I will note that I had not heard this explanation until Googling it just now.Report

      • Avatar aaron david says:

        Yah, the original poster for Full Metal Jacket had that as the tag line “the Vietnam war didn’t blow…”Report

      • Avatar Chris says:

        Old English sucan, from PIE root *sug-/*suk- of imitative origin (cf. Old Saxon, Old High German sugan, Old Norse suga, Middle Dutch sughen, Dutch zuigen, German saugen “to suck;” Latin sugere “to suck,” succus “juice, sap;” Old Irish sugim, Welsh sugno “to suck”). Meaning “do fellatio” is first recorded 1928. Slang sense of “be contemptible” first attested 1971 (the underlying notion is of fellatio). Related: Sucked; sucking. Suck eggs is from 1906. Suck hind tit “be inferior” is American English slang first recorded 1940.

        Quickly, from the Online Etymology Dictionary. The “suck hind tit” part might suggest that the “it sucks” and “suck it” part might not just be from fellatio, though.Report

      • Avatar Glyph says:

        Suck eggs is from 1906

        I know in the South, an “egg-suckin’ dog” was a useless dog (presumably because he gets in the henhouse?).

        I don’t know if he also won’t hunt.Report

      • Avatar Brandon Berg says:

        Urban Dictionary is not a reliable source. It’s decent if you want to know how a word is currently used, but as far as etymology goes, people just upvote the stories they like the best.Report

    • Avatar Chris says:

      “Sucks” definitely comes from fellatio, but “that sucks” doesn’t really imply a gender doing the sucking. Baldwin’s use is problematic, it seems to me, precisely because he implies a gender doing the sucking, and treats that as the insult.Report

    • I’m inclined to say “suck,” especially in the sense of “that sucks” (but perhaps not so much in the sense of “suck it”), has probably migrated far enough away from whatever origins it might have in describing sexual acts that it really doesn’t feel offensive to me. It actually feels more on the level of “darn” than “damn,” and I tend to be a Ned Flanders type in my speech.* (Of course, along with Patrick above, I’ve had very few pejoratives lobbed at me in anger, so I’m not necessarily speaking for anyone else.)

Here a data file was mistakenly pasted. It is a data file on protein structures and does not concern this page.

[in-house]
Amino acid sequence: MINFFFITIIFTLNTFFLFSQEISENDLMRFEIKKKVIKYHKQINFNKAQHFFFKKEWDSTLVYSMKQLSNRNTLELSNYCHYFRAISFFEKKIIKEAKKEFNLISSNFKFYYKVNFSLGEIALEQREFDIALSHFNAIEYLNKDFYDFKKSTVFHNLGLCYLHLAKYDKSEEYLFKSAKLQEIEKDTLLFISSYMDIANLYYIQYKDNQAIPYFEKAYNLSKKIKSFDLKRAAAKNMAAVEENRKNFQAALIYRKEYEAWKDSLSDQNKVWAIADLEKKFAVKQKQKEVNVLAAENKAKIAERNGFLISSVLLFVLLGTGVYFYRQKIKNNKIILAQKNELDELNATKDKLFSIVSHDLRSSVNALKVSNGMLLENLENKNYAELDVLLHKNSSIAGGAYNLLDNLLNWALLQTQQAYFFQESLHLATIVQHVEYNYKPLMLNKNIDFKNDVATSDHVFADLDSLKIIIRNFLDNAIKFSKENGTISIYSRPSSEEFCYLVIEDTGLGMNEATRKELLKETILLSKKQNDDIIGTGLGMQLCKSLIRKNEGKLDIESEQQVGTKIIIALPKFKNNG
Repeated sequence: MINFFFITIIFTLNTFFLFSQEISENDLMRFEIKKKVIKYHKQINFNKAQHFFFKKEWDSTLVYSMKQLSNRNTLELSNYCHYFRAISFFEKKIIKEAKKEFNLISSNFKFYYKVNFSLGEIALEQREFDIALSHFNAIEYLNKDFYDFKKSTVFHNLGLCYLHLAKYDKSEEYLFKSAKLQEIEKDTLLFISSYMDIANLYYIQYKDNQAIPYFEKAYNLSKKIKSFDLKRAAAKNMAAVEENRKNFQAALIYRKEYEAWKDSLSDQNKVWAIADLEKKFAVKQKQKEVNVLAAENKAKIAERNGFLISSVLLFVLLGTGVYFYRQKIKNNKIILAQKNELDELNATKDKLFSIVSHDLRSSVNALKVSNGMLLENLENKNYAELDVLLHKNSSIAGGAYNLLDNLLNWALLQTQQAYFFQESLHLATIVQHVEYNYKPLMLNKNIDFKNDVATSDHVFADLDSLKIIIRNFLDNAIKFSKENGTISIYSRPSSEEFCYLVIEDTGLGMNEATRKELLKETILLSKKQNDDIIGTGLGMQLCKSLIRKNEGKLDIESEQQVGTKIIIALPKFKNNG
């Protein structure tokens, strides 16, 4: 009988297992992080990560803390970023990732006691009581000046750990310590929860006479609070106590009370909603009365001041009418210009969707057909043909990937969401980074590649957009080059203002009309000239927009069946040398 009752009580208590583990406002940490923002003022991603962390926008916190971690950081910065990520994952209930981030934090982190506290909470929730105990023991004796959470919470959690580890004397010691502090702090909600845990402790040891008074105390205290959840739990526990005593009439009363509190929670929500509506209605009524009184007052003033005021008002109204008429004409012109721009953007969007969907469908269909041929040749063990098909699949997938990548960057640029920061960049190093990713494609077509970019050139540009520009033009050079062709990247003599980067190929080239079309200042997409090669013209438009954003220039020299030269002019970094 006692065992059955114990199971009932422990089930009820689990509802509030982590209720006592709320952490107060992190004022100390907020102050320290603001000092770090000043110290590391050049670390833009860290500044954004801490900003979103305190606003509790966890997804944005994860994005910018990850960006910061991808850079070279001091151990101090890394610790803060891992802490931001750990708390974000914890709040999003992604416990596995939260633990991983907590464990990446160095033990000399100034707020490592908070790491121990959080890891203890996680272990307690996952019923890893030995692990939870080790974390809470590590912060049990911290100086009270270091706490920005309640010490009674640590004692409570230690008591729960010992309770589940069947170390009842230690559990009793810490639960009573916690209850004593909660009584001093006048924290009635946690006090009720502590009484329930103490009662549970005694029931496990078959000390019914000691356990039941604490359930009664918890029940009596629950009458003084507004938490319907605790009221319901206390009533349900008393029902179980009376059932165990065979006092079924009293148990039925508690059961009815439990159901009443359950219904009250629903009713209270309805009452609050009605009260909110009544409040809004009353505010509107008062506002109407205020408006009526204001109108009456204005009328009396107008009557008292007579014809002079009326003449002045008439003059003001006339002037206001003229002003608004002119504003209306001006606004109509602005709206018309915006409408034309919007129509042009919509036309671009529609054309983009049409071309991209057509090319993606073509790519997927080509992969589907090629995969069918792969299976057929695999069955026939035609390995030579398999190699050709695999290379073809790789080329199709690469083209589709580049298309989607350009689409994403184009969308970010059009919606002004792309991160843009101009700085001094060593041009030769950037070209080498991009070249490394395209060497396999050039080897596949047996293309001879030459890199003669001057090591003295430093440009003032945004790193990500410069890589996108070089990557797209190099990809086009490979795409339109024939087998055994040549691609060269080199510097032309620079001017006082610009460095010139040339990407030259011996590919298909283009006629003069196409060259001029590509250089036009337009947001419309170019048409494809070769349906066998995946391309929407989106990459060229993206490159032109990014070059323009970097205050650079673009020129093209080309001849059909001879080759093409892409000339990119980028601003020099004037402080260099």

*I remember once my circle of grad student friends toyed with the idea of doing a bet, to see who could go longest without using certain swear words. They decided not to do it, because they agreed that I’d probably win.Report

      • Avatar Kim says:

        Your friends have no sense of fun. The fun in a bet like that is seeing how many stupid, boneheaded pranks you can do to the person “targeted” before he swears a mean blue streak.

        [Note: I am not recommending pranks that involve IEDs.]Report

      • Avatar Alan Scott says:

        I’m having a hard time thinking of any words denoting badness that don’t have problematic origins. Those that didn’t evolve from supposedly demeaning sexual acts refer to physical or mental incapacity, poverty, and the like.Report

  6. Avatar Michael Drew says:

    The weird thing about this for me is that, in a moment of sufficient anger, I can totally see myself snapping and using language I would later regret using to express disgust with someone. But the thing is, I can’t see myself using this language, because it accomplishes precisely no derogatory purpose in my mind. It would leave me feeling like I’d called someone “you goddamned safe driver” or something. Completely unfulfilling.

    Generally, I’m inclined to not let any one such momentary failure of self-control define anyone’s overall mental makeup (i.e. think that the minute something like this happens once, the person becomes, retrospectively and prospectively, for all times definitionally, e.g., a homophobe). But this dude clearly has a history of shit like this, and has some fairly serious issues that he doesn’t seem to be really taking any steps to address. It’s not a good look for MSNBC to have given him a show.Report

    • Avatar Michael Drew says:

      …Not that the particular language used isn’t crass and insulting. It obviously is. But ultimately, it isn’t really saying anything other than that the person is gay, and again, for me, saying that, even in such language, wouldn’t constitute an insult. It just wouldn’t cross my mind that to cut someone down to size, you’d say that (whether correctly or incorrectly) about them. The language is insulting, yes, but there’s no charge it levies that actually carries any actual insult. If I lost it with someone sufficiently to want to cause harm by insult, I’d go with something that actually has some real derogatory weight to it (which I’m not very good at coming up with in any case…).Report